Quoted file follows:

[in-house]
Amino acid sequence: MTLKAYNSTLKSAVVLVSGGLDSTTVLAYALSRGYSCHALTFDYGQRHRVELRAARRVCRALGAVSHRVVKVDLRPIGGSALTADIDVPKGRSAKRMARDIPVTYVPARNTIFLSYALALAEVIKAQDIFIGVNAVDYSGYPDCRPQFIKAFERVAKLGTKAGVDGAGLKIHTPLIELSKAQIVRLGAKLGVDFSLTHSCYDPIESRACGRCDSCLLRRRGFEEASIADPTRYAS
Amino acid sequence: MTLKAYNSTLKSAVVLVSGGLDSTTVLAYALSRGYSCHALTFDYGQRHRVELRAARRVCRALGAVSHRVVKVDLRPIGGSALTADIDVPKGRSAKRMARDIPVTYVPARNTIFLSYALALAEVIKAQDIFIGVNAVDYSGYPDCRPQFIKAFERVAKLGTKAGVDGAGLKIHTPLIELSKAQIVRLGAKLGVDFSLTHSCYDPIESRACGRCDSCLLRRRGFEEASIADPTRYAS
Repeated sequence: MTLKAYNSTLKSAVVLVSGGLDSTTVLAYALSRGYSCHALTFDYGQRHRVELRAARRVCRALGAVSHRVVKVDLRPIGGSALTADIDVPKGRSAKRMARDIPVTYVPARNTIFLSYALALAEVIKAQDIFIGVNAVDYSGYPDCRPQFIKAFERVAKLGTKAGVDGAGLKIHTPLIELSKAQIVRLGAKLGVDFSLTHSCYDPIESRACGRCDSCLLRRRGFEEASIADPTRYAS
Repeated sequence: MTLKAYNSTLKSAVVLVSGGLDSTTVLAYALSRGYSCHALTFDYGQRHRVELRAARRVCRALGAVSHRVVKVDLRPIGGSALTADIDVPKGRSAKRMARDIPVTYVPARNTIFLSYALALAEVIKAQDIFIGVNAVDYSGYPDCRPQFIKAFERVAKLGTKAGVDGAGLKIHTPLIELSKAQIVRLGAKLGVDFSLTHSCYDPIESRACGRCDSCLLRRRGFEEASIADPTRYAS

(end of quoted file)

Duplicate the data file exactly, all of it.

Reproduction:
[in-house]
Amino acid sequence: MTLKAYNSTLKSAVVLVSGGLDSTTVLAYALSRGYSCHALTFDYGQRHRVELRAARRVCRALGAVSHRVVKVDLRPIGGSALTADIDVPKGRSAKRMARDIPVTYVPARNTIFLSYALALAEVIKAQDIFIGVNAVDYSGYPDCRPQFIKAFERVAKLGTKAGVDGAGLKIHTPLIELSKAQIVRLGAKLGVDFSLTHSCYDPIESRACGRCDSCLLRRRGFEEASIADPTRYAS
Amino acid sequence: MTLKAYNSTLKSAVVLVSGGLDSTTVLAYALSRGYSCHALTFDYGQRHRVELRAARRVCRALGAVSHRVVKVDLRPIGGSALTADIDVPKGRSAKRMARDIPVTYVPARNTIFLSYALALAEVIKAQDIFIGVNAVDYSGYPDCRPQFIKAFERVAKLGTKAGVDGAGLKIHTPLIELSKAQIVRLGAKLGVDFSLTHSCYDPIESRACGRCDSCLLRRRGFEEASIADPTRYAS
Repeated sequence: MTLKAYNSTLKSAVVLVSGGLDSTTVLAYALSRGYSCHALTFDYGQRHRVELRAARRVCRALGAVSHRVVKVDLRPIGGSALTADIDVPKGRSAKRMARDIPVTYVPARNTIFLSYALALAEVIKAQDIFIGVNAVDYSGYPDCRPQFIKAFERVAKLGTKAGVDGAGLKIHTPLIELSKAQIVRLGAKLGVDFSLTHSCYDPIESRACGRCDSCLLRRRGFEEASIADPTRYAS
Repeated sequence: MTLKAYNSTLKSAVVLVSGGLDSTTVLAYALSRGYSCHALTFDYGQRHRVELRAARRVCRALGAVSHRVVKVDLRPIGGSALTADIDVPKGRSAKRMARDIPVTYVPARNTIFLSYALALAEVIKAQDIFIGVNAVDYSGYPDCRPQFIKAFERVAKLGTKAGVDGAGLKIHTPLIELSKAQIVRLGAKLGVDFSLTHSCYDPIESRACGRCDSCLLRRRGFEEASIADPTRYAS